Back in the summer of 1989 the only connection I had to triathlon was maybe something I read in Sports Illustrated or saw during the limited coverage of this crazy event held in Hawaii called Ironman. I swam for fun on hot summer days in the ocean, commuted to work on my bicycle with an occasional foray up the local mountain, and ran while covering left field or rounding the bases after a nice dinger on my softball team. That all changed when a co-worker and soon to be training partner, Steve Issaris, asked me after a lunch time ride if I wanted to ride the bike leg of a triathlon as a relay in September.
He had done a couple relays before and already had a runner, but needed a new biker. I don’t know what he said to get me to sign on, but I did, as I began the first block of focused training in my life. The bike leg was about 16 miles, with a one mile flat section followed by seven miles straight up a hill. On the very fast downhill return to T2 (where for the first time I went 50+ MPH, on a questionable flat repair!), riding with one of the lead women, I think the switch got flipped and I was hooked.
The following year Steve convinced me and another co-worker to do the Malibu Triathlon in September, while Steve and I would do the Santa Barbara Long Course Triathlon as a relay a few weeks before after a one year hiatus. From that year on until this year, 25 years, I typically competed in 3-5 races a year, which including a handful of duathlons, now total over 90 races. Throw in 80+ running races, innumerable ocean swims and swim/run events, and looking back it seems like I was always racing and doing something on a nearly monthly basis; that was until two years ago.
While training for the ITU World Long Course Triathlon Championship I was diagnosed with a heart arrhythmia and had to put all training and racing on the back burner. I had to wonder if I should actually be out training and racing, if this was a onetime event (which it wasn’t), if I could modify my lifestyle to solve the problem (which I did for eight months, but then they returned), and if the surgeries I eventually agreed to would “cure” me, and on that count all I can say is so far, so good. My second surgery was back in November, but since October, on a greatly reduced training volume and intensity, I have not had another AFIB episode.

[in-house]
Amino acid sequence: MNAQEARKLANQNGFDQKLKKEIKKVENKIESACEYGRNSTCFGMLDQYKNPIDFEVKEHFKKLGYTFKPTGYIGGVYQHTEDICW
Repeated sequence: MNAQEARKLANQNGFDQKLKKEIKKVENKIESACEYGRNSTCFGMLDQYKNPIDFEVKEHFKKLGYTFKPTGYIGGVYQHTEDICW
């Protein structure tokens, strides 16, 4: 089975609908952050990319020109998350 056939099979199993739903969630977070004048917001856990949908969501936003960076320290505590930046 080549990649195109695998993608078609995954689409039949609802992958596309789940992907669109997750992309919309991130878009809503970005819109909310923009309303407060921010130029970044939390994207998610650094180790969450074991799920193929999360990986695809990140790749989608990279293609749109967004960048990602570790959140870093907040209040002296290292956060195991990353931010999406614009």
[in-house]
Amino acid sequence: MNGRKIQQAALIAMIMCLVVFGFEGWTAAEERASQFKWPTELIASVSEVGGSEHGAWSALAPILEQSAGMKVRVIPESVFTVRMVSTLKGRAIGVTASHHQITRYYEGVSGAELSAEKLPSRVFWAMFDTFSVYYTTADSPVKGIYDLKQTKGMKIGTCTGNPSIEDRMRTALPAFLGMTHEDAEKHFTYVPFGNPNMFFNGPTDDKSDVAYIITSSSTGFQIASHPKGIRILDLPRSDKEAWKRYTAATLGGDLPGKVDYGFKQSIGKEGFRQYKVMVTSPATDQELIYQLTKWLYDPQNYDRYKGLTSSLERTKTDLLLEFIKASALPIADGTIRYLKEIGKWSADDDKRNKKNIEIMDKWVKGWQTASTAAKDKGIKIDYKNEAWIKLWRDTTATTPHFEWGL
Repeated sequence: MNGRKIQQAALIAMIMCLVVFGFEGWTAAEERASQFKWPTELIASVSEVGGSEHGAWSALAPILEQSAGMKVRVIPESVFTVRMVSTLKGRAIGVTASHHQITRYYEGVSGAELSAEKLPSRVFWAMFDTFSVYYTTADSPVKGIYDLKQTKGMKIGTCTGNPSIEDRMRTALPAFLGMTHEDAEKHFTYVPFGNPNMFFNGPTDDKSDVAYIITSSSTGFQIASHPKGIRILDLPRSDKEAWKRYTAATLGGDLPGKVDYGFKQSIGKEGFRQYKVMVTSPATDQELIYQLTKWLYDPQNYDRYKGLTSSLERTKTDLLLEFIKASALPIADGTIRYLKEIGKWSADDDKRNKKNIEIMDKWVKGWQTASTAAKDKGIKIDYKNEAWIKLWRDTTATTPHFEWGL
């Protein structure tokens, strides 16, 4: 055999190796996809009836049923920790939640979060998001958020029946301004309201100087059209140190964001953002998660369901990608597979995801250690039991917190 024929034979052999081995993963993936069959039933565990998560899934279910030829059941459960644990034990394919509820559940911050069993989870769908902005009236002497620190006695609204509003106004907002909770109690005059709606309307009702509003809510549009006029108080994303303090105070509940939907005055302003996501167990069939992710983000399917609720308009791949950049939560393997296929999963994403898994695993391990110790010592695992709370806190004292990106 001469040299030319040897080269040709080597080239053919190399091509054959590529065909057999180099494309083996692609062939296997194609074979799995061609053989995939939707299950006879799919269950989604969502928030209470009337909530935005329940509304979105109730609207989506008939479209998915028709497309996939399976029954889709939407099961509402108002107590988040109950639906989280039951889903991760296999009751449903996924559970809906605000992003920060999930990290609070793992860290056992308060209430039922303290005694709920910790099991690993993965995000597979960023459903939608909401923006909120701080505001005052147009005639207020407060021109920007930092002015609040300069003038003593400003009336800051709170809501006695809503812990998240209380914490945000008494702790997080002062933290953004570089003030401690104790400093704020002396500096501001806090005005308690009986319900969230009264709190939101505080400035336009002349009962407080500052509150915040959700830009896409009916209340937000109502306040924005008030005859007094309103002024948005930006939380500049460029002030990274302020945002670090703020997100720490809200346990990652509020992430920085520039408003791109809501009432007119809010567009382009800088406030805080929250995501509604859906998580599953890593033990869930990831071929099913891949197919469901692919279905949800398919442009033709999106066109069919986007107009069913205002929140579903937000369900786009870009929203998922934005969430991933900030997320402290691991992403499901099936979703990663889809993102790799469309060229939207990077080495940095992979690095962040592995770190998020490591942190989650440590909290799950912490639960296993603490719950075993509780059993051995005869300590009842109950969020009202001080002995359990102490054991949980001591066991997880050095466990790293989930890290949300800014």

By finishing the SB sprint tri last Sunday I had kept the streak alive. Anyone that has been injured knows the mental anxiety we face from not being able to train and race as we like, but throw in the possibility that what you’re facing is potentially life threatening (an AFIB episode causes pooling of the blood in the heart, so when a normal heart rhythm returns, the chance of a blood clot heading towards the brain is real), you have to adjust your priorities to deal with the situation.
I like to say that a younger Fred would not have dealt with this so well (not to say that I did deal with it very well!!!), but with the hindsight of age, looking back over what I’ve accomplished these past 25 years, the highs and lows, the people I’ve trained with, the countries I’ve travelled to that I might not have seen if it wasn’t for the sport of triathlon, I have to say it has been a good run. That’s not to say the run is over, but that other changes in my life have caused me to reduce my training hours, accept that age is catching up with me (father time is one heck of an endurance athlete, not somebody that you can ever out run!), and that finally I can accept that less is more.
During the sprint tri last weekend, where I pushed the swim and bike very hard, knowing the run would be where I really would feel the pain, at about ½ mile into the very short two mile run, chasing a ghost adversary that kept pulling me forward, I thought that if I just slowed down a little I would probably feel better, finish in about the same time, and maybe enjoy the run more. Well that lasted maybe 100-200m when my inner competitor chimed in and said, no, this is a race, so push it. Ah yes, normal service returned!
Crossing the finish line was as much a relief as it was a pleasure; the first time in nearly 16 months I had finished an official triathlon. With so many local friends out on the course volunteering, fans rooting for us, and others competing with me side-by-side, it was a great homecoming and a renewal of racing as I know it. I have one more sprint on tap this year and then I’m looking forward to the off season to bring my 10k run times back up to speed, or at least closer to speed as I knew it, so I can think about doing some Olympic distance tris again.
There have been many lessons learned these past 25 years, and it’s too bad that we humans seem to need an “event” to remind us that when it’s all said and done, the greatest pleasure we have in life is hanging out with our friends. It also didn’t hurt that we all just pushed ourselves to our athletic limits, for a brief period of time, and killed it! I’m just saying…